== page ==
Venice Canals Ceremony
ROSENDAHL JOINS CITY OFFICIALS, COMMUNITY MEMBERS FOR VENICE CANAL SLUICE GATE CEREMONY
LOS ANGELES-Committed to improving the quality of life within the district, Councilman Bill Rosendahl joined City officials and the Venice Canals Association (VCA) for a ceremony unveiling newly repaired sluice gates in the Venice Canal.
Rosendahl worked closely with the City’s Bureau of Street Services and members of the Venice Canals Association, to ensure the sluice gates were fully operational. The gates, also known as tidal gates, were completed a year and a half ahead of schedule and will help to provide better water quality and improve wetland vegetation within the Venice Canals.
Rosendahl, who presented Tim Ory, Electrician Supervisor for the Bureau of Street Services, with a commendation certificate during the ceremony, praised the gates timely repair.
“I would like to thank Tim Ory and the Bureau of Street Services for their commitment to the community,” Rosendahl said. “This repair is essential to protecting the community and providing proper care for our canals.”
Rosendahl also praised members of the Venice Canals Association and his Venice Field Deputy, Mark Antonio Grant for their leadership on the project.
“This swift repair would not be possible without the collaboration of community leaders and City staff,” Rosendahl said. “I would like to thank the Venice Canals Association and my Venice Field Deputy, Mark Antonio Grant, for the hard work and commitment shown on this project."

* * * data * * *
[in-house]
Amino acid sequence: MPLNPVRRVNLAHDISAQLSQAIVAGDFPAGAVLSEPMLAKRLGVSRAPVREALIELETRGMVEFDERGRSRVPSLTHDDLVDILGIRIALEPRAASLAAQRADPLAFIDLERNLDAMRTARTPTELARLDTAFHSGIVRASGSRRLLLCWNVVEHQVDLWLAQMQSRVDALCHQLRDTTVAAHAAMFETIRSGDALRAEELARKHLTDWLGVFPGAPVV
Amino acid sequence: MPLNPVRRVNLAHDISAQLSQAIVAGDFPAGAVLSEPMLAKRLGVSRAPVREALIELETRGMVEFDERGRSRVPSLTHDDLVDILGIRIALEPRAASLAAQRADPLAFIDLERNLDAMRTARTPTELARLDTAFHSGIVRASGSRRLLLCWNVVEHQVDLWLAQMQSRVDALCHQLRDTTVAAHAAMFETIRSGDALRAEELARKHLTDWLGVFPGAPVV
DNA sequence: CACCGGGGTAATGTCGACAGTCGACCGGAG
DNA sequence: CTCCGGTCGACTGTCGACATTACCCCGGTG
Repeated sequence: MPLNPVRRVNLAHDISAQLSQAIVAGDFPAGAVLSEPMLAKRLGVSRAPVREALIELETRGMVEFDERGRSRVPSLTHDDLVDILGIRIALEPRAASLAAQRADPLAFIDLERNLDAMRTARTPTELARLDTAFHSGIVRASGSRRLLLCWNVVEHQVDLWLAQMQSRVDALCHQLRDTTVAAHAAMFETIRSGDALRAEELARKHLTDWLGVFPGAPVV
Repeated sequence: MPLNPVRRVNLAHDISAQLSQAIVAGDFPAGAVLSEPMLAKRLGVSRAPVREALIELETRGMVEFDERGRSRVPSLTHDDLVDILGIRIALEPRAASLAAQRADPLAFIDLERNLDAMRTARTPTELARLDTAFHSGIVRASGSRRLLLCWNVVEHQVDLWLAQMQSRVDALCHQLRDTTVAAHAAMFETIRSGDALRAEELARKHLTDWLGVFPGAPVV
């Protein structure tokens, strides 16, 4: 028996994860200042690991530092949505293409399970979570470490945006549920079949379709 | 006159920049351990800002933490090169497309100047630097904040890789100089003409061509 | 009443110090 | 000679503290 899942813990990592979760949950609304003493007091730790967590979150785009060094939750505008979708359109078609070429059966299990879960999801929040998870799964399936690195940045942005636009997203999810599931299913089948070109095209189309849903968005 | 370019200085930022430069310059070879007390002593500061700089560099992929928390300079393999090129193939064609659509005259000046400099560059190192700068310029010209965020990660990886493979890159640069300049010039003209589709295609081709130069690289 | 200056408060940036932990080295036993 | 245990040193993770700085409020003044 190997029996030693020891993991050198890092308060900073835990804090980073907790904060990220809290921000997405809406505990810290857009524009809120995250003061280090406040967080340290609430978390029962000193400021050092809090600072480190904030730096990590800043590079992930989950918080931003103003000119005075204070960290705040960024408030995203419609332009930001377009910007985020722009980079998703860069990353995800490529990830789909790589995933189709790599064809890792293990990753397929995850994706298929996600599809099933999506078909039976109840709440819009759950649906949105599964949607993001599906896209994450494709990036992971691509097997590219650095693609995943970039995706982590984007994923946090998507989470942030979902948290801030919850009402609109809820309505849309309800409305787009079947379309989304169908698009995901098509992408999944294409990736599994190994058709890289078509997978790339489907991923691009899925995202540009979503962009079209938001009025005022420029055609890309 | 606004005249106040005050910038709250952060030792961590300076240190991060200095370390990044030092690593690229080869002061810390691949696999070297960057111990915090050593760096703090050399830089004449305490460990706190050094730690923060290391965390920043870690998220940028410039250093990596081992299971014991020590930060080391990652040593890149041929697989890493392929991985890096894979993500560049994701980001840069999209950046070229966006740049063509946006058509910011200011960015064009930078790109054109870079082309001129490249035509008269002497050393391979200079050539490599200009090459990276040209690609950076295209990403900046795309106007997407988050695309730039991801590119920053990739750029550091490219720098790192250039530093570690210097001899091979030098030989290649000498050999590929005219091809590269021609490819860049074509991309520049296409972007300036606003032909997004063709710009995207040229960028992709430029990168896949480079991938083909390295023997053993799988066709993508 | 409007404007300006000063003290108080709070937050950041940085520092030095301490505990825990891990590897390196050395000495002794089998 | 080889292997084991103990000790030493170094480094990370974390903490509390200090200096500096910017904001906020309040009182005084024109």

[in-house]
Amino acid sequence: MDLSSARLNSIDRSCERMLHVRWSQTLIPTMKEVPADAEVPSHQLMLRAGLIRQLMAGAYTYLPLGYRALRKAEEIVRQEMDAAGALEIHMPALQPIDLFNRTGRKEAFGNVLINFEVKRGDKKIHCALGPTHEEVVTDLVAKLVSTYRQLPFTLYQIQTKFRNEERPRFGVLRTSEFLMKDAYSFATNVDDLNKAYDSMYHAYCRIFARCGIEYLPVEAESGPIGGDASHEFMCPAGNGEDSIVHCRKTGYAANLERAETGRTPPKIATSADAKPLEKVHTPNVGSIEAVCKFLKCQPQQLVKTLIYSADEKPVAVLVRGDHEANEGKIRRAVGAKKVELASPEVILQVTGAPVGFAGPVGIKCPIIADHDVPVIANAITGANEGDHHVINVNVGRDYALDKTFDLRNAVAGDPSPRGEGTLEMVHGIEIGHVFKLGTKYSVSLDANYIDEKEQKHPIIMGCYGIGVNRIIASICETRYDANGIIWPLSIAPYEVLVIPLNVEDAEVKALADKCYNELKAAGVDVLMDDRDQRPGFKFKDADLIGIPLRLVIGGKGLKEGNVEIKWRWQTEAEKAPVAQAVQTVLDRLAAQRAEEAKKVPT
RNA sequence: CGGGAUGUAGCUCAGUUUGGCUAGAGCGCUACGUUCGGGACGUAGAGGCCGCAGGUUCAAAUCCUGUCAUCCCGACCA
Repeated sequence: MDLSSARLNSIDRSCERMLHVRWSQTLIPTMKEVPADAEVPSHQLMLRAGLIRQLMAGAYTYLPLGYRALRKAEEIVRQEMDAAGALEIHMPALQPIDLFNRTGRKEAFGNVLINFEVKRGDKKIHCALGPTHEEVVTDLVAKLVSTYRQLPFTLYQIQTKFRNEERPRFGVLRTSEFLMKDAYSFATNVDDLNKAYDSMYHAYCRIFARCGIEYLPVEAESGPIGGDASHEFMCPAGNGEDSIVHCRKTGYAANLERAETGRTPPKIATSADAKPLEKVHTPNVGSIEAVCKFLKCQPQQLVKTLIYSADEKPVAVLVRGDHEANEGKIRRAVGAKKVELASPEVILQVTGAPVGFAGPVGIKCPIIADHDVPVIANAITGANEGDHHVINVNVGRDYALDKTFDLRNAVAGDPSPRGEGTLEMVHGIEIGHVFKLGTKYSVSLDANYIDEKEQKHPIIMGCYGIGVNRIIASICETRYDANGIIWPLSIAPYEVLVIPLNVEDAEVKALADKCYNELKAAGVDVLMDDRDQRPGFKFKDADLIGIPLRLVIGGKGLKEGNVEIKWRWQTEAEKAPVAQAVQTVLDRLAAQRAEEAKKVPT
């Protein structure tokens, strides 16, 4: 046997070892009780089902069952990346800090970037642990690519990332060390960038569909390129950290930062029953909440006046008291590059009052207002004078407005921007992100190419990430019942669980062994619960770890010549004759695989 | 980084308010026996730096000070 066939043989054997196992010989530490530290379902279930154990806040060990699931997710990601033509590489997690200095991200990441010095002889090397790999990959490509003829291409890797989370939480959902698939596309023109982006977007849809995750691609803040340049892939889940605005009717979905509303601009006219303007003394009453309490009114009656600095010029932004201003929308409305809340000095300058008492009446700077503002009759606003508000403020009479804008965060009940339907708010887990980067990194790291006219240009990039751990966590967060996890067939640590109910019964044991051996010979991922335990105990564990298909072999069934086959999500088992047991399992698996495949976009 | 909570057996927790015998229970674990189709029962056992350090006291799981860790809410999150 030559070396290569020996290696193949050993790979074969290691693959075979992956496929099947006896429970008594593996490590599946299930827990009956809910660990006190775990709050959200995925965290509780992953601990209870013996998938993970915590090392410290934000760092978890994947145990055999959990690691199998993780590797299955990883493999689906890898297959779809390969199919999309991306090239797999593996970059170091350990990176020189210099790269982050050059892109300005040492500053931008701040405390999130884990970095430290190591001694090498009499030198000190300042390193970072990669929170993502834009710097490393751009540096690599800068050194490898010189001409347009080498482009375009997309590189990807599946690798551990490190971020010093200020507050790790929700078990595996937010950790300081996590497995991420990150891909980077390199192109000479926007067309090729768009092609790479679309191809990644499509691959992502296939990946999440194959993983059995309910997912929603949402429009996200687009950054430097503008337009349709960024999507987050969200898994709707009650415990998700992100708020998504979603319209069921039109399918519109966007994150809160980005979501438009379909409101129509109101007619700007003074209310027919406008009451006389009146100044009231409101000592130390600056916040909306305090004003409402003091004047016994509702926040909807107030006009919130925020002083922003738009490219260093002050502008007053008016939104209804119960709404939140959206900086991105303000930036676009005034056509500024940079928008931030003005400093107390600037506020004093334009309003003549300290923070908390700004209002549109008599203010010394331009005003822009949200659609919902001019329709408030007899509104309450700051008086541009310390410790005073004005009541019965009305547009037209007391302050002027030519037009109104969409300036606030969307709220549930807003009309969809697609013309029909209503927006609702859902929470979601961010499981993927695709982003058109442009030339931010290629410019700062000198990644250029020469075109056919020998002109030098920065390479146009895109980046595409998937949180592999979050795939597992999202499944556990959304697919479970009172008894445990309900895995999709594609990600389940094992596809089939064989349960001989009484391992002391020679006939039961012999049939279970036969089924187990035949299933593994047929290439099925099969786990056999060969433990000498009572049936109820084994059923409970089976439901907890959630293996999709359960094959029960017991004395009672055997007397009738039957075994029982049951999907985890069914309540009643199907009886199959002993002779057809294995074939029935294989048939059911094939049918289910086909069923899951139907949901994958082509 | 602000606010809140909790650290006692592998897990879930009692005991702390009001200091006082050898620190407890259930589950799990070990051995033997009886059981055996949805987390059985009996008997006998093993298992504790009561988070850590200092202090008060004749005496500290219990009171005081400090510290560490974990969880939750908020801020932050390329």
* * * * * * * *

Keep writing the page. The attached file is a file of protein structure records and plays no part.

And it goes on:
Nadine Parkos and Paul Scibetta, Co-Presidents of the Venice Canals Association thanked Rosendahl’s office for facilitating repair efforts.
"This urgent repair would not have been possible if it were not for the close working relationship with Bill Rosendahl who made it happen,” Nadine Parkos said. “What took us more than 10 years to work on, they were able to get done in 6 months."
The Canals were restored in the early 1990s by the City of Los Angeles. As part of the restoration project, five new sluice gates and a new gate control system were installed at Grand Canal at Washington Boulevard. The gates, operated and maintained by the City’s Bureau of Street Services, are opened at high and low tide to allow seawater to flow into and out of the canals, which creates a flushing action and prevents stagnation. Over the past twelve years, several of the sluice gates deteriorated to the point that they no longer opened and closed properly, allowing water to leak through them, which put the community at risk during extremely high tides and severe storms.
Recognized as a historic landmark locally and nationally, the Venice Canals provide public boating recreation to residents and tourists alike. The urban wetland celebrates its centennial anniversary this year.